My point is no one is perfect. There are books out there that will help with your self confidence and self esteem issues but reading is not enough you have to internalize the message and begin to live it.
I have advised others to look into Martial Arts classes and I strongly urge you to do that also. Martial Arts, by it's very structure, build self confidence and self esteam. It would be good for you and your girls. Kids usually have to be 5 before they can start classes. If this isn't for you look into other sports or maybe music, when you are learning something new and accomplishing goals it helps to build confidence.



answers from Washington DC on

Great for you to be thinking about this now and building their confidence! Someone else mentioned American Girl. They have very good non-fiction books (many may be too "old" for your older daughter for another year or so) but try their AG Magazine. It talks about looks in entirely positive ways and celebrates things like glasses and braces (both of which my daughter has!). It promotes positive self-image and not letting peers define you. Check out their non-fiction books too for the future. The "Care and Keeping of You: Body Book for Girls" is an excellent resource.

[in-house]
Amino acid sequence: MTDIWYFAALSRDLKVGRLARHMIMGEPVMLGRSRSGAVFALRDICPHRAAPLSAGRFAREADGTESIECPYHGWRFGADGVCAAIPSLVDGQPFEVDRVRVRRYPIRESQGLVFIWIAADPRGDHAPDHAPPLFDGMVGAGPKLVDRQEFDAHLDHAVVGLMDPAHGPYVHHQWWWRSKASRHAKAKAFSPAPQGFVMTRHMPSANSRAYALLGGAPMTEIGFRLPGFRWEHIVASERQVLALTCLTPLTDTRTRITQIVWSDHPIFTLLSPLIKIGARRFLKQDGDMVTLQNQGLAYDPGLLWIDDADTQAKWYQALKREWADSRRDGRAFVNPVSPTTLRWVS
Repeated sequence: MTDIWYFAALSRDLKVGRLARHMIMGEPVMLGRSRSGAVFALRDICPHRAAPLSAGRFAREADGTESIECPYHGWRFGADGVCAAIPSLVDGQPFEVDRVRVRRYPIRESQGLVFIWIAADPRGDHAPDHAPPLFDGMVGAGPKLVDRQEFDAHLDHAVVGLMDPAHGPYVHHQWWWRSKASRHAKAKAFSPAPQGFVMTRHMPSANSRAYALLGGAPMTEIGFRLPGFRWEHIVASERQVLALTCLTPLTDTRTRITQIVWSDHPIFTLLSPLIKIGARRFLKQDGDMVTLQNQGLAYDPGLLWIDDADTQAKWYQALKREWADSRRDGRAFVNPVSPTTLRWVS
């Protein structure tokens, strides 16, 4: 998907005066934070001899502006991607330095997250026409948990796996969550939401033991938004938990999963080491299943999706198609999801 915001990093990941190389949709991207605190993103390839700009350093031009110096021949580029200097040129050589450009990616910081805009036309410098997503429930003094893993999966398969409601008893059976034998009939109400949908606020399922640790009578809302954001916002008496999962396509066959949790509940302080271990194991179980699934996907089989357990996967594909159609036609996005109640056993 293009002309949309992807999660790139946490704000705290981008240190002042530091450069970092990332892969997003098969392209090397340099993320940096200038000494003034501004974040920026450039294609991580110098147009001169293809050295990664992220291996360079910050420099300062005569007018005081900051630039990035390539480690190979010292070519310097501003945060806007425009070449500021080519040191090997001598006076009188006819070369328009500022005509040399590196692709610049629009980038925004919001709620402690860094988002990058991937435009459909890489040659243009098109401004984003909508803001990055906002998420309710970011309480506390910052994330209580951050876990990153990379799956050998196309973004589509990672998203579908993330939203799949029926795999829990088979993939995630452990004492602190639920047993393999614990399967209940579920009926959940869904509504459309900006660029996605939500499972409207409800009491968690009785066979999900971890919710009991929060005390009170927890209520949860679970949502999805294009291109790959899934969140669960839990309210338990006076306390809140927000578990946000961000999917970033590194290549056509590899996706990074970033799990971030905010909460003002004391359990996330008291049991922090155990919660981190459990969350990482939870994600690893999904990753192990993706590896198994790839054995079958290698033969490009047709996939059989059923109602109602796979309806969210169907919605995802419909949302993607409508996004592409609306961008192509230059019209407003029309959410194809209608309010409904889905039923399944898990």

answers from Dallas on

When my now 16 yr old was 4 she would not leave the house without her tights and skirt... even if it was 100 degrees outside.

I think part of it is a stage. I think part of it is how self confidence is modeled at home.

I am very open with communication, no topics are off limits.